HCC accelerates college for students

Alyssa Foley, Editor In Chief

Houston Community College offers tuition-free classes for high school students through the dual credit program. Dual credit allows high school students to take college-level classes and apply the credit both toward their high school diploma and a college degree.

It’s a very successful program. I think that people ought to know that we do have good students in dual credit,” said Program Director Monique Smith. Smith is the director of HCC Central college’s dual credit and early college high school program. She continued, “a lot of people have the tendency to think that because they’re high school kids they’re not, um, mature enough intellectually—mature enough emotionally—to handle the college environment. But what I have found is that with proper support and academic guidance, they are able to handle it.”

According to institutional data, HCC has 5,720 dual credit students enrolled in the Spring 2015 semester. That number includes all the dual credit students on HCC campuses and at high schools HCC has partnered with. All six HCC colleges offer dual enrollment. HCC dual credit classes are often taught at high schools, but early college high school students, homeschoolers and others also take HCC classes on the college campuses. High schools in Houston ISD, Alief ISD, Spring Branch ISD, Fort Bend ISD, Katy ISD, Stafford ISD, North Forest ISD as well as some private and charter schools partner with HCC to offer dual credit classes on their campuses.

Dual credit classes are college-level classes taught by college faculty, using the same curricula, materials and grading methods as other college classes. The program is approved and regulated by the Texas Higher Education Coordinating Board.

With the exception of out-of-district fees, the HCC Board of Trustees has waived tuition for dual credit students. Out-of-district dual credit students only have to pay the out-of-district fees. According to the HCC tuition calculator, the difference between in-district and out-of-district cost for a three-credit-hour course is $216 for Spring 2015.

They all love it,” Smith said, referring to both participating students and their parents, “for parents, of course, it is always a tuition break.”

The waived tuition for dual credit students is a policy voted on by the elected HCC Board of Trustees. It’s a policy which is subject to change by the board’s vote.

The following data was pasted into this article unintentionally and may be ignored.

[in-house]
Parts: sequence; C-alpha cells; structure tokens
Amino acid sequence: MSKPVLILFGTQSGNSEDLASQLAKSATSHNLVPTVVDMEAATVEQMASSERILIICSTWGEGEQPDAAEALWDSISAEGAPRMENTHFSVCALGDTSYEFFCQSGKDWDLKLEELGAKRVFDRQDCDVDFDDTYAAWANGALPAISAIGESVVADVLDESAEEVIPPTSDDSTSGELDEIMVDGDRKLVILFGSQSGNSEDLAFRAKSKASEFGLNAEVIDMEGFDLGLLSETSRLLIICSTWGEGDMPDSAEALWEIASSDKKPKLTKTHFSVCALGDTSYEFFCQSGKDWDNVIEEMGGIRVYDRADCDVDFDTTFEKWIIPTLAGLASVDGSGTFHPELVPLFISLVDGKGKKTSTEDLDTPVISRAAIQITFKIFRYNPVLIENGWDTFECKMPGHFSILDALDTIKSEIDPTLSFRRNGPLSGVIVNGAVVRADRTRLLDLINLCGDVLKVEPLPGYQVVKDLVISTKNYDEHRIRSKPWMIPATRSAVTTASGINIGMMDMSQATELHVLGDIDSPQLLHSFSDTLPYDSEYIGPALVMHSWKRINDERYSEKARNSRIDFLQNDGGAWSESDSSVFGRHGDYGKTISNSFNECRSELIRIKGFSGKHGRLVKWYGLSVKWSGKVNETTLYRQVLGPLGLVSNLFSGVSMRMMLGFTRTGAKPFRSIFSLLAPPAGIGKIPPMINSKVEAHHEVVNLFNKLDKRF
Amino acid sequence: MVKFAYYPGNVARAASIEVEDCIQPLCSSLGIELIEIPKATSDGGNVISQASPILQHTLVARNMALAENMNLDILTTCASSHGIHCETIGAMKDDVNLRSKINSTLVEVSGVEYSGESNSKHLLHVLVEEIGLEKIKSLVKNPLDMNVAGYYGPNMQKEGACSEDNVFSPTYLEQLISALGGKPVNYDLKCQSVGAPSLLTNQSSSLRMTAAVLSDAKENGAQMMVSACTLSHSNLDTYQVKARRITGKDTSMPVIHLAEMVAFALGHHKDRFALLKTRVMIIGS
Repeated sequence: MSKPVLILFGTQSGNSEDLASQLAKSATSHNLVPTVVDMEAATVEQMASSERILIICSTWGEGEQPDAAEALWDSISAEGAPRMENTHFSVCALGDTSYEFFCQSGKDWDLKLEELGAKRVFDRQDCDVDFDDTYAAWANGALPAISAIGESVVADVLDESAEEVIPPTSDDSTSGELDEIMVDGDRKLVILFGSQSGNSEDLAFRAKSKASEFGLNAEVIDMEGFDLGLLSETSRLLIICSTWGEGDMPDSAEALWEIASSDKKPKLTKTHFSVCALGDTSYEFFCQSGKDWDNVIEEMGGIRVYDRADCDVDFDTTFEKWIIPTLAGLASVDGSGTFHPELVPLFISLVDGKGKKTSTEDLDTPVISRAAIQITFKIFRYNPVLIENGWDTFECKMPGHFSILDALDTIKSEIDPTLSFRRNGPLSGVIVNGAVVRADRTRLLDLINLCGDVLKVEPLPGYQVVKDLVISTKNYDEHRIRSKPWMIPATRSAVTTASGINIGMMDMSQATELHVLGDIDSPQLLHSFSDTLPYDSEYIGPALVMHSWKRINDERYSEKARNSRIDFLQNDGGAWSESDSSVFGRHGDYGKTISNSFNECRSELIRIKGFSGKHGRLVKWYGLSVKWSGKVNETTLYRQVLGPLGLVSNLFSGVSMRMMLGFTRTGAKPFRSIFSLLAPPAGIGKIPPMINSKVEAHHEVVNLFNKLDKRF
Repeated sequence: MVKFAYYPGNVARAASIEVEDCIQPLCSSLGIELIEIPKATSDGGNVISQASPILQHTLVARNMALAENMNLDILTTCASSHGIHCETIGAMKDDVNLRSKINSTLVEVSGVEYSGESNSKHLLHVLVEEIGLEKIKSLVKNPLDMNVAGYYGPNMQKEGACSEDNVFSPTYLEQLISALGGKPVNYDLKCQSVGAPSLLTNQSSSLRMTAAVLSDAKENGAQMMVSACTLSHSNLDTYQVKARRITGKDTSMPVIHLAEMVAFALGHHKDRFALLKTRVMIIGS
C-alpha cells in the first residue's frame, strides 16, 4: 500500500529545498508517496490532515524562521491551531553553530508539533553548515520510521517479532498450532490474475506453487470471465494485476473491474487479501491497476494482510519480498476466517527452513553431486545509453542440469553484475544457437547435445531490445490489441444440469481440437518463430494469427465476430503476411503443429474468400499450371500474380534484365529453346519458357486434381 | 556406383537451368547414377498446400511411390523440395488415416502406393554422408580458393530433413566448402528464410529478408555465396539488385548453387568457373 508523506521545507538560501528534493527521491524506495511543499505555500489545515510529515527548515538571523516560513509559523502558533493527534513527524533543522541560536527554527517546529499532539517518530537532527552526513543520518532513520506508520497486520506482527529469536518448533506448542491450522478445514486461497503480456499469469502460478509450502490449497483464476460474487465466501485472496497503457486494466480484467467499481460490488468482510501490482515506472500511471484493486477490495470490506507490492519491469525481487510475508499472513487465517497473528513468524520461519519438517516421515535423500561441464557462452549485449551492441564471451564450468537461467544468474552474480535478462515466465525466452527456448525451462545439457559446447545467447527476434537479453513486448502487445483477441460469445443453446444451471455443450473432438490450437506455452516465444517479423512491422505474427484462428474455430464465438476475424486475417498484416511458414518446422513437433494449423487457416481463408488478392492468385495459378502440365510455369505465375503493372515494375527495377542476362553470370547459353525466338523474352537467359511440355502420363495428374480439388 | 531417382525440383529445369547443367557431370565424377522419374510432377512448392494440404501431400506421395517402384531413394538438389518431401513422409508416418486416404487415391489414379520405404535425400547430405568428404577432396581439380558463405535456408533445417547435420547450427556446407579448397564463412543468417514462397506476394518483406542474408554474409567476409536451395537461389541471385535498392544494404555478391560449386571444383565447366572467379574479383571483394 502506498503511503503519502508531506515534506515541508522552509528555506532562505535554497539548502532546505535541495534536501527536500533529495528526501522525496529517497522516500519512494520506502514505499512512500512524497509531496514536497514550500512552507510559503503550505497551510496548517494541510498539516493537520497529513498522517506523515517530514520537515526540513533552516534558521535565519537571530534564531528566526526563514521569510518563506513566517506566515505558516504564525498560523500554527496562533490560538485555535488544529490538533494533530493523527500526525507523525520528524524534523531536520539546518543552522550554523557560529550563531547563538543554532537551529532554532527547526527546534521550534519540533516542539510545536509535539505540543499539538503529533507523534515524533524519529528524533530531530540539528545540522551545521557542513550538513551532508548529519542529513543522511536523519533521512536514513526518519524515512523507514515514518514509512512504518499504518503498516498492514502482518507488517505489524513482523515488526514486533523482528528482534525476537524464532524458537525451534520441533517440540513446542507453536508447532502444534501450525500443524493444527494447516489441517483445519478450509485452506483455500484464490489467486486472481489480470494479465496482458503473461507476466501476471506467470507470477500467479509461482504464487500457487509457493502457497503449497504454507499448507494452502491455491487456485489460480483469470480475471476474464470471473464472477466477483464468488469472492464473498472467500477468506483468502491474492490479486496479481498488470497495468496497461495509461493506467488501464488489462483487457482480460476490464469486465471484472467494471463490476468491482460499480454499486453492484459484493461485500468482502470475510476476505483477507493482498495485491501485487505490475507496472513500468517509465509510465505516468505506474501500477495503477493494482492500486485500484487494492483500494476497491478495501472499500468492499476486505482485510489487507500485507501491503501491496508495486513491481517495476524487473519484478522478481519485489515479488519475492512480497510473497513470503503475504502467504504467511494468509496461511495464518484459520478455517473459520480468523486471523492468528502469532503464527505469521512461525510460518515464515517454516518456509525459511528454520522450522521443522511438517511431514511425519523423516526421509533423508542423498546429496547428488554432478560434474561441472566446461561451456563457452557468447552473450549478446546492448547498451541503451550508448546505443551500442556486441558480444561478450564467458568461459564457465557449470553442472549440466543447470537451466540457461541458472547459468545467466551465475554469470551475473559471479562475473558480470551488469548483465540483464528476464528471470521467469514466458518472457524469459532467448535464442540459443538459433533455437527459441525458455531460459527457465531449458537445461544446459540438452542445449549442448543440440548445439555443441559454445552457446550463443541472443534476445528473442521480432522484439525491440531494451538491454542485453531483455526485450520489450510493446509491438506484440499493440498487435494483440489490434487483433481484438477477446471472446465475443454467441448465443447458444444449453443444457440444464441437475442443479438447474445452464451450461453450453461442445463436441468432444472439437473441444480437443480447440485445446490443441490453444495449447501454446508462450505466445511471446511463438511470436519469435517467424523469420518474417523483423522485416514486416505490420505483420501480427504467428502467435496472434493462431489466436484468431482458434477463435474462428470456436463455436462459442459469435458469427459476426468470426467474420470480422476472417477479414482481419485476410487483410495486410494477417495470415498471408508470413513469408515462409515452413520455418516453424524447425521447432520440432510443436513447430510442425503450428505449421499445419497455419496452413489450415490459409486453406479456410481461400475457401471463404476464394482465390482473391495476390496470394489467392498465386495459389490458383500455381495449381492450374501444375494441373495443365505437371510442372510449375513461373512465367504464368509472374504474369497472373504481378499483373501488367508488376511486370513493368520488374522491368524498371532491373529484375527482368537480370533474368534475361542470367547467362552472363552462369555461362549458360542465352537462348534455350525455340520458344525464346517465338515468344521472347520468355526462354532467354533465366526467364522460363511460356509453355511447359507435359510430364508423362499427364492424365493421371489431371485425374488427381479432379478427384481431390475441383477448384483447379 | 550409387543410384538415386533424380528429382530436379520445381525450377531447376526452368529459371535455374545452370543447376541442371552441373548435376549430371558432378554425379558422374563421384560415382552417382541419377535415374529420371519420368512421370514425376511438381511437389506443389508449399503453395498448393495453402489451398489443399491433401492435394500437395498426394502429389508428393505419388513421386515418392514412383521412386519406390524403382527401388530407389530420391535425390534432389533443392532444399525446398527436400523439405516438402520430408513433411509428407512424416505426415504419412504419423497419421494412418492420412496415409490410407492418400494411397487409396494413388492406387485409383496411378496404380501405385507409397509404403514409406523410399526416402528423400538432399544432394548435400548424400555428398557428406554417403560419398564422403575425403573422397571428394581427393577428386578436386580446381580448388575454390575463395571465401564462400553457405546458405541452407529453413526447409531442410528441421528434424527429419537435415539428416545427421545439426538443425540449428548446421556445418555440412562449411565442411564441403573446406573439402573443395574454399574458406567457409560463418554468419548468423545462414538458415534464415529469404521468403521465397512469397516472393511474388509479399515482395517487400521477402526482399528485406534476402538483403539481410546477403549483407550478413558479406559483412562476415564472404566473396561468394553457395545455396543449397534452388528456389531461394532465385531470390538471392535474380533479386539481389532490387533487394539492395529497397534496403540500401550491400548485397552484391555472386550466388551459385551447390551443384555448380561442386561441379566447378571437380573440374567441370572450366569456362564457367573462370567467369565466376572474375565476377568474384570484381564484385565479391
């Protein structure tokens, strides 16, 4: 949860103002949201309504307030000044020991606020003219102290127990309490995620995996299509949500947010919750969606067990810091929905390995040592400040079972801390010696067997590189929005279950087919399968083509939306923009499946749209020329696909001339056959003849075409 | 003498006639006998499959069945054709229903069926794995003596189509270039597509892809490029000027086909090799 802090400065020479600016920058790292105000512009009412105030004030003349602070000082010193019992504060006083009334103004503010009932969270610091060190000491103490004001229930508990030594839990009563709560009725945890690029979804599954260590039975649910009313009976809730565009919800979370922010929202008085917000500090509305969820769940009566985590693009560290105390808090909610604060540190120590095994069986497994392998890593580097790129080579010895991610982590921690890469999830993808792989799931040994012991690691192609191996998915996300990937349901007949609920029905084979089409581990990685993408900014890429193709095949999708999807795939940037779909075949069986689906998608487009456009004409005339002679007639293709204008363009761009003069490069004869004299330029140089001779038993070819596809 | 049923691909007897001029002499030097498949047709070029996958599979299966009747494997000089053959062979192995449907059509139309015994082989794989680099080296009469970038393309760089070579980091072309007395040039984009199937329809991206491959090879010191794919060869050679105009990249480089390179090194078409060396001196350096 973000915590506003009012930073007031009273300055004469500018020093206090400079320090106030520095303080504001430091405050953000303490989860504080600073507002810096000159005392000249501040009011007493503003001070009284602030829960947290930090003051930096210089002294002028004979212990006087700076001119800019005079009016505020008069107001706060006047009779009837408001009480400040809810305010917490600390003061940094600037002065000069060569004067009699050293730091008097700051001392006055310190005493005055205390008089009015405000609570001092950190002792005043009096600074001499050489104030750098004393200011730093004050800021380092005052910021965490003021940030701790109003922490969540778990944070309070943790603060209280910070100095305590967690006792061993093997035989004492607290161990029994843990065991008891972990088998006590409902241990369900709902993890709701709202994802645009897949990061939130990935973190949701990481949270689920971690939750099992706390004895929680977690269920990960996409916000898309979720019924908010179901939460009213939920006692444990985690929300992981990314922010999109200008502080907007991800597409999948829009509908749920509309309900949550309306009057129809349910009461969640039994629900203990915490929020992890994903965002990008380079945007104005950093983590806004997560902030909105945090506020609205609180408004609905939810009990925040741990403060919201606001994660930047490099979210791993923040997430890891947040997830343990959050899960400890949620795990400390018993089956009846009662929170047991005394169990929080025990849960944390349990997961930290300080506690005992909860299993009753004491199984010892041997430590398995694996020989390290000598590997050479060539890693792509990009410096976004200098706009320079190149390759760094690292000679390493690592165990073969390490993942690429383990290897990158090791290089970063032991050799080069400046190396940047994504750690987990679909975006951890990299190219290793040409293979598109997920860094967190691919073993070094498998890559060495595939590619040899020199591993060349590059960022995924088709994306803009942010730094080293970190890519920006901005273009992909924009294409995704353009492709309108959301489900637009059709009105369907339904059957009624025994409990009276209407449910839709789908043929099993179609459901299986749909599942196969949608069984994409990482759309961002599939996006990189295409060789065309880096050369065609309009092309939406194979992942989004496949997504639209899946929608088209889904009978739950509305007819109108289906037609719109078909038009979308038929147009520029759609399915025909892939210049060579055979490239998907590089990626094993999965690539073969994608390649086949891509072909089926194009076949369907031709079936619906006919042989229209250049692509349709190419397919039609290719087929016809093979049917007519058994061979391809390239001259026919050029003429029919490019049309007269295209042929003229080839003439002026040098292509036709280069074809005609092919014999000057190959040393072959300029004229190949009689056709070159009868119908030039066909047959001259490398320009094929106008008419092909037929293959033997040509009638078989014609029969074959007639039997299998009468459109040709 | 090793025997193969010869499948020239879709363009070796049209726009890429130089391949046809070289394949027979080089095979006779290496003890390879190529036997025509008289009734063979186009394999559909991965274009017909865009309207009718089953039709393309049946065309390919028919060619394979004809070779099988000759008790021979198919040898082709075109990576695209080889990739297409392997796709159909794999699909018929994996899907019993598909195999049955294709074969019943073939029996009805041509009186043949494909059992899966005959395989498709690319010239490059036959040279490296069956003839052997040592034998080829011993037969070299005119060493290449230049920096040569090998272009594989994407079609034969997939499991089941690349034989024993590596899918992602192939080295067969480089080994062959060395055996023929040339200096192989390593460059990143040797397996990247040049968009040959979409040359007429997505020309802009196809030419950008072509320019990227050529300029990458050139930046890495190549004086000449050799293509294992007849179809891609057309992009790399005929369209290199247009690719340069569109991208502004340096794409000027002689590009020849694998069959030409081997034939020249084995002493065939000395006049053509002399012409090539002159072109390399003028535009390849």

Smith explained that based on the Memorandum of Understanding HCC has its ISD partners, the cost of the dual credit students’ college textbooks is passed on to the school. Dual credit students are not eligible for financial aid; a high school diploma or GED is required to receive financial aid.

Dual students are allowed to enroll in two classes per Spring, Summer or Fall regular semesters, unless they can prove exceptional academic ability.

Smith said that on average, if a student begins taking college classes in the 11th grade they will graduate high school with about twelve hours of college credit, but students who only begin taking college classes in their senior year graduate high school with an average six to nine college credits.

An Oct. 2014 study conducted by Texas-ACT College Success Research Consortium found that students with dual credit were 15 percent more likely to earn a bachelor’s degree in six years than students with no dual credit experience.

Dual credit students usually take core curriculum courses, but Smith has had students take classes like accounting while still in high school. To a certain point, they have flexibility in their course selection. However, Smith cautioned, “When we say dual credit, it means that it should count for high school credit as well.” Smith gave an example of how state articulation agreements work, “If the student takes English 1301 at the college level, let’s go ahead and equate that. Give them half a credit for [high school] English 3A, English 4B, so on and so forth.”

Of course, they have to have their college readiness in reading and writing especially,” Smith added. Like other HCC students, dual credit students must meet the State of Texas Success Initiative or TSI requirements and meet course prerequisites. Students must place into college-level courses, remedial courses may not be taken for dual credit.

Also, two early college high schools come to HCC’s Central campus: the Houston Academy of International Studies and South Early College High School. “They start dual enrollment from the 9th grade,” Smith explained, “so they’re graduating with their associate’s degree at 12th grade, which is a really great program.”

Houston ISD has five early college high schools. “It’s a public high school system, it’s just a special type of program that allows them to take college [classes]…” Smith continued, “They’re not only doing college, they’re doing college and high school, so it’s a very rigorous thing.”

The national organization, Jobs for the Future, reports that 90 percent of early college students graduate high school compared to the national rate of 78 percent.

The [college] culture is becoming more accepting that [dual credit students] are here. I think it’s because of the presence of the early college high school kids,” Smith said.

Smith continued, “The students love the program and they think college is easy. And the parents definitely love the benefit of being able to accelerate their child’s learning. That’s the biggest thing is that acceleration.”


HCC’s dual credit program can be found here: http://bit.ly/1vxYI1k

The Texas dual credit ACT study can be found here: http://bit.ly/1vw3YCX

The early college data can be found here: http://bit.ly/1DCyCOb